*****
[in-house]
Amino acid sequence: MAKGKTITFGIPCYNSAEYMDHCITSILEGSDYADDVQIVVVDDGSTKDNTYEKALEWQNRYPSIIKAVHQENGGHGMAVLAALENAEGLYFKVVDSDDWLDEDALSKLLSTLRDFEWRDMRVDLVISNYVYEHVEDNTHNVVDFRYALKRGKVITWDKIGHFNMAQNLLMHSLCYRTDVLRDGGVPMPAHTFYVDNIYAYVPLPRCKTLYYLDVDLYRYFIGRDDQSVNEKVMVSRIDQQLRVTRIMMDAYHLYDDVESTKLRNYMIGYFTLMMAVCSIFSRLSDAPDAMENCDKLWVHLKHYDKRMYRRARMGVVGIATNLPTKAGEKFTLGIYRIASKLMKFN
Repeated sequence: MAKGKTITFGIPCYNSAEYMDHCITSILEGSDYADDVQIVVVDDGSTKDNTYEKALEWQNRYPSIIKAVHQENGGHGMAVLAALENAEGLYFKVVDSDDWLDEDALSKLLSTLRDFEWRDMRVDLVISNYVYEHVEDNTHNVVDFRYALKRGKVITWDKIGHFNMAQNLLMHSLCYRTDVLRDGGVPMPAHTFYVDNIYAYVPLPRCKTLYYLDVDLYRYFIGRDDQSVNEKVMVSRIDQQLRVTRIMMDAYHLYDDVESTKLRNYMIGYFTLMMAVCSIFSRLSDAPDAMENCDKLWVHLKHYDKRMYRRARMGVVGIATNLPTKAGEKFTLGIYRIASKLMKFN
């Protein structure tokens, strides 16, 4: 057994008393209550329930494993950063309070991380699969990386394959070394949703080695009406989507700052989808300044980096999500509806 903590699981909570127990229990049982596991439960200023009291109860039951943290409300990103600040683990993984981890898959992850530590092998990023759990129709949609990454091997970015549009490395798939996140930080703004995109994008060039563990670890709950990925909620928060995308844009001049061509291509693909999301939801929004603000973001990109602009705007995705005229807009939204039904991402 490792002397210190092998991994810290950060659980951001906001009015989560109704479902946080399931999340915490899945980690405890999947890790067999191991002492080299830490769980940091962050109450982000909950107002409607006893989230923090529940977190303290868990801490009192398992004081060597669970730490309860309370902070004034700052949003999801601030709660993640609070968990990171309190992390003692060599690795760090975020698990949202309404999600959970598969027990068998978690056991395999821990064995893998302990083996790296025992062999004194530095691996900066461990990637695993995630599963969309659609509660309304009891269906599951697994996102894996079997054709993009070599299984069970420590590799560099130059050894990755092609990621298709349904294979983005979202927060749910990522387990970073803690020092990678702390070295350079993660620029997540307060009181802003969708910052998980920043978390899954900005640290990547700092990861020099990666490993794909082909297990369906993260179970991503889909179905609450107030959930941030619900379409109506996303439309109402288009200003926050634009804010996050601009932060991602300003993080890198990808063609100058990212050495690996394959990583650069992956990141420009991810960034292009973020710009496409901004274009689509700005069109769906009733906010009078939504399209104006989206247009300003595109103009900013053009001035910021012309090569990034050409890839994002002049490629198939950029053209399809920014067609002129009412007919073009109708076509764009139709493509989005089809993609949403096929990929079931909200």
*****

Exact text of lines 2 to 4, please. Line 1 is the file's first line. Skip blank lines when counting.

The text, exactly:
Amino acid sequence: MAKGKTITFGIPCYNSAEYMDHCITSILEGSDYADDVQIVVVDDGSTKDNTYEKALEWQNRYPSIIKAVHQENGGHGMAVLAALENAEGLYFKVVDSDDWLDEDALSKLLSTLRDFEWRDMRVDLVISNYVYEHVEDNTHNVVDFRYALKRGKVITWDKIGHFNMAQNLLMHSLCYRTDVLRDGGVPMPAHTFYVDNIYAYVPLPRCKTLYYLDVDLYRYFIGRDDQSVNEKVMVSRIDQQLRVTRIMMDAYHLYDDVESTKLRNYMIGYFTLMMAVCSIFSRLSDAPDAMENCDKLWVHLKHYDKRMYRRARMGVVGIATNLPTKAGEKFTLGIYRIASKLMKFN
Repeated sequence: MAKGKTITFGIPCYNSAEYMDHCITSILEGSDYADDVQIVVVDDGSTKDNTYEKALEWQNRYPSIIKAVHQENGGHGMAVLAALENAEGLYFKVVDSDDWLDEDALSKLLSTLRDFEWRDMRVDLVISNYVYEHVEDNTHNVVDFRYALKRGKVITWDKIGHFNMAQNLLMHSLCYRTDVLRDGGVPMPAHTFYVDNIYAYVPLPRCKTLYYLDVDLYRYFIGRDDQSVNEKVMVSRIDQQLRVTRIMMDAYHLYDDVESTKLRNYMIGYFTLMMAVCSIFSRLSDAPDAMENCDKLWVHLKHYDKRMYRRARMGVVGIATNLPTKAGEKFTLGIYRIASKLMKFN
């Protein structure tokens, strides 16, 4: 057994008393209550329930494993950063309070991380699969990386394959070394949703080695009406989507700052989808300044980096999500509806 903590699981909570127990229990049982596991439960200023009291109860039951943290409300990103600040683990993984981890898959992850530590092998990023759990129709949609990454091997970015549009490395798939996140930080703004995109994008060039563990670890709950990925909620928060995308844009001049061509291509693909999301939801929004603000973001990109602009705007995705005229807009939204039904991402 490792002397210190092998991994810290950060659980951001906001009015989560109704479902946080399931999340915490899945980690405890999947890790067999191991002492080299830490769980940091962050109450982000909950107002409607006893989230923090529940977190303290868990801490009192398992004081060597669970730490309860309370902070004034700052949003999801601030709660993640609070968990990171309190992390003692060599690795760090975020698990949202309404999600959970598969027990068998978690056991395999821990064995893998302990083996790296025992062999004194530095691996900066461990990637695993995630599963969309659609509660309304009891269906599951697994996102894996079997054709993009070599299984069970420590590799560099130059050894990755092609990621298709349904294979983005979202927060749910990522387990970073803690020092990678702390070295350079993660620029997540307060009181802003969708910052998980920043978390899954900005640290990547700092990861020099990666490993794909082909297990369906993260179970991503889909179905609450107030959930941030619900379409109506996303439309109402288009200003926050634009804010996050601009932060991602300003993080890198990808063609100058990212050495690996394959990583650069992956990141420009991810960034292009973020710009496409901004274009689509700005069109769906009733906010009078939504399209104006989206247009300003595109103009900013053009001035910021012309090569990034050409890839994002002049490629198939950029053209399809920014067609002129009412007919073009109708076509764009139709493509989005089809993609949403096929990929079931909200």